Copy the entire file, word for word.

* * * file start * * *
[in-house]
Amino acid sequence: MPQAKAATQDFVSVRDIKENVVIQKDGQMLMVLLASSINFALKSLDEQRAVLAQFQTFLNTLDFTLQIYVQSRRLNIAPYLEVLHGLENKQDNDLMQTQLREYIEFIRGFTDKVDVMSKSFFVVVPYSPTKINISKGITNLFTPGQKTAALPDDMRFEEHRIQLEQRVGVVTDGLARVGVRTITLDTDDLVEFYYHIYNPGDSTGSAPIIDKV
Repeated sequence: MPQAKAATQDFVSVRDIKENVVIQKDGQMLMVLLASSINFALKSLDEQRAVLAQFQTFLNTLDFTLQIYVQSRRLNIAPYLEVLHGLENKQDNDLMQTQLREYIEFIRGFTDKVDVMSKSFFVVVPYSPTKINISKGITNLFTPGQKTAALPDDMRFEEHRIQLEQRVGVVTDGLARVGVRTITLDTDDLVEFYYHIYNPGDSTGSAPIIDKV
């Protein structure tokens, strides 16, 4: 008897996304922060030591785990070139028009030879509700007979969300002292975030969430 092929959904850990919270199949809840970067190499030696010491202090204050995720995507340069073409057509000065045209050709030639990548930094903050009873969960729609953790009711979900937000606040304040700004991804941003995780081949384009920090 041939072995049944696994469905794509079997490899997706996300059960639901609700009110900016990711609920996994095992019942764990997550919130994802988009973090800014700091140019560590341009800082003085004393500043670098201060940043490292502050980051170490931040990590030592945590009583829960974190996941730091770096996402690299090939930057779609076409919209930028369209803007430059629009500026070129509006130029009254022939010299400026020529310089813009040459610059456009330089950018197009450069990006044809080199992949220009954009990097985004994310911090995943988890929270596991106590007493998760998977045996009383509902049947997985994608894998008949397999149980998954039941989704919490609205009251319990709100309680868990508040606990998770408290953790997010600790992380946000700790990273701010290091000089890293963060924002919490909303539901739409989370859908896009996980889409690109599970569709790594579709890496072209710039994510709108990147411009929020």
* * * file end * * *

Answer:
[in-house]
Amino acid sequence: MPQAKAATQDFVSVRDIKENVVIQKDGQMLMVLLASSINFALKSLDEQRAVLAQFQTFLNTLDFTLQIYVQSRRLNIAPYLEVLHGLENKQDNDLMQTQLREYIEFIRGFTDKVDVMSKSFFVVVPYSPTKINISKGITNLFTPGQKTAALPDDMRFEEHRIQLEQRVGVVTDGLARVGVRTITLDTDDLVEFYYHIYNPGDSTGSAPIIDKV
Repeated sequence: MPQAKAATQDFVSVRDIKENVVIQKDGQMLMVLLASSINFALKSLDEQRAVLAQFQTFLNTLDFTLQIYVQSRRLNIAPYLEVLHGLENKQDNDLMQTQLREYIEFIRGFTDKVDVMSKSFFVVVPYSPTKINISKGITNLFTPGQKTAALPDDMRFEEHRIQLEQRVGVVTDGLARVGVRTITLDTDDLVEFYYHIYNPGDSTGSAPIIDKV
């Protein structure tokens, strides 16, 4: 008897996304922060030591785990070139028009030879509700007979969300002292975030969430 092929959904850990919270199949809840970067190499030696010491202090204050995720995507340069073409057509000065045209050709030639990548930094903050009873969960729609953790009711979900937000606040304040700004991804941003995780081949384009920090 041939072995049944696994469905794509079997490899997706996300059960639901609700009110900016990711609920996994095992019942764990997550919130994802988009973090800014700091140019560590341009800082003085004393500043670098201060940043490292502050980051170490931040990590030592945590009583829960974190996941730091770096996402690299090939930057779609076409919209930028369209803007430059629009500026070129509006130029009254022939010299400026020529310089813009040459610059456009330089950018197009450069990006044809080199992949220009954009990097985004994310911090995943988890929270596991106590007493998760998977045996009383509902049947997985994608894998008949397999149980998954039941989704919490609205009251319990709100309680868990508040606990998770408290953790997010600790992380946000700790990273701010290091000089890293963060924002919490909303539901739409989370859908896009996980889409690109599970569709790594579709890496072209710039994510709108990147411009929020």